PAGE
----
In addition, these proposed mandates passed the House this session:
2005 House Bill 4312, to impose registration requirements on interior designers.
2006 House Bill 5955, to regulate eBay trading assistants.
2006 House Bill 5875, which is poised for final passage in the House, would authorize $10,000-per-day fines, asset forfeiture and up to four years in prison for a person who violates one of the scores of licensure mandates.
Another licensure bill passed the
Senate between the time this article was submitted for editing and actually
posted to the Web:
2005 Senate Bill 826, which would authorize criminal penalties of up to one year in jail and a $25,000 fine on a residential builder or alterations contractor who works without first obtaining a license from the state, as well as civil fines of up to $25,000, and the seizure and forfeiture of property from an individual who does building or renovations for pay without a license.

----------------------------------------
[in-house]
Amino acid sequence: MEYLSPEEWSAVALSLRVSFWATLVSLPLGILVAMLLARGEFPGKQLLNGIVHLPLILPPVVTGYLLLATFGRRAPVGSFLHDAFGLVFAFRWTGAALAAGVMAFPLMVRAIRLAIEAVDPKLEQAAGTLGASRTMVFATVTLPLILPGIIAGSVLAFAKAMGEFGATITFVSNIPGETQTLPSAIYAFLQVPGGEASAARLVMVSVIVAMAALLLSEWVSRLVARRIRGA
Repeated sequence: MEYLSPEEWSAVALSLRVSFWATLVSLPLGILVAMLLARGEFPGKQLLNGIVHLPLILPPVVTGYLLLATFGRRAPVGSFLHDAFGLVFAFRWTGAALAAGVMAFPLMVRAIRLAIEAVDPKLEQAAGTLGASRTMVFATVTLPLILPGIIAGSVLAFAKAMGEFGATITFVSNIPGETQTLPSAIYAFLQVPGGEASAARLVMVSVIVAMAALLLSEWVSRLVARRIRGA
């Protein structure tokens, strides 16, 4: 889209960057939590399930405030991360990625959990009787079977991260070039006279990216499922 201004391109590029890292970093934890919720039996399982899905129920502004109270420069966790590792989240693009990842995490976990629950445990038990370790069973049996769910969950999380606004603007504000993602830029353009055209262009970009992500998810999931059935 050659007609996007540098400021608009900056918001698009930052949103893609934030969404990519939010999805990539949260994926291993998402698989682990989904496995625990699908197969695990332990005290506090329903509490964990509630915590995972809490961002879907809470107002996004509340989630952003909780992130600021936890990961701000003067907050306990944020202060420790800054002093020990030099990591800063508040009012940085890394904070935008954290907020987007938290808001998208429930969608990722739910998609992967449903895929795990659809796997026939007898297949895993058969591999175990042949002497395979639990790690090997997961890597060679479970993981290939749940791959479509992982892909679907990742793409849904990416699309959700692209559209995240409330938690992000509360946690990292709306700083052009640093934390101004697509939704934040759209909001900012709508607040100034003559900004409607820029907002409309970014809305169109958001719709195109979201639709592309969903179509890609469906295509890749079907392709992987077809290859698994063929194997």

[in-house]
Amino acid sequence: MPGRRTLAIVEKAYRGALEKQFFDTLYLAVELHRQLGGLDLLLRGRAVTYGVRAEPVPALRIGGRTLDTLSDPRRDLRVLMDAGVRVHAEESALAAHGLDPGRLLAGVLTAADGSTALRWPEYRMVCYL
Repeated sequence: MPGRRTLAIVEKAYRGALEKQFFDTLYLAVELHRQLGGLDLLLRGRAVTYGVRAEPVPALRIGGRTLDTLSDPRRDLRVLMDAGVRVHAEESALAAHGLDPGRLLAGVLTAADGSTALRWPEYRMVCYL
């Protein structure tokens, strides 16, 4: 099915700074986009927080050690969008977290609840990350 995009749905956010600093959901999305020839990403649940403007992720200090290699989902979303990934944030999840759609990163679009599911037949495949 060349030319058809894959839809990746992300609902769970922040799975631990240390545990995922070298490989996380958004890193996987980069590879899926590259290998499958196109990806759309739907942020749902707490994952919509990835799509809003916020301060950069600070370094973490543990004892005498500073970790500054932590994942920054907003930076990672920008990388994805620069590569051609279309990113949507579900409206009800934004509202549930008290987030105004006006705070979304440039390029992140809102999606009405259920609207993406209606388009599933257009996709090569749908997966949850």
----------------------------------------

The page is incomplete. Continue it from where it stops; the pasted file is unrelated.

Dozens of similar licensure bills have been introduced.
Most people believe licensure is about protecting the public by screening
applicants and providing oversight. The dirty little secret is that those who
lobby for licensure are usually entrenched special interests seeking not to
protect the public, but instead to raise barriers to new competitors who might
eat into their profits.
Other bad bills
Perhaps the most pernicious aspect of being one of just
nine states with full-time legislatures is that lawmakers have too much time to
dream up new ways for government to meddle in the economy. Here are just a few
of the bad bills already moving through the Legislature or pending in various
House and Senate committees:
House Bill 4949, which has passed in the House, would make it unlawful to sell gasoline above or below a certain price range determined by the state, subject to civil fines of up to $10,000 per day. The bill is a response to complaints by gas station owners that large retail chain stores like Meijer and Wal-Mart are selling gasoline below cost.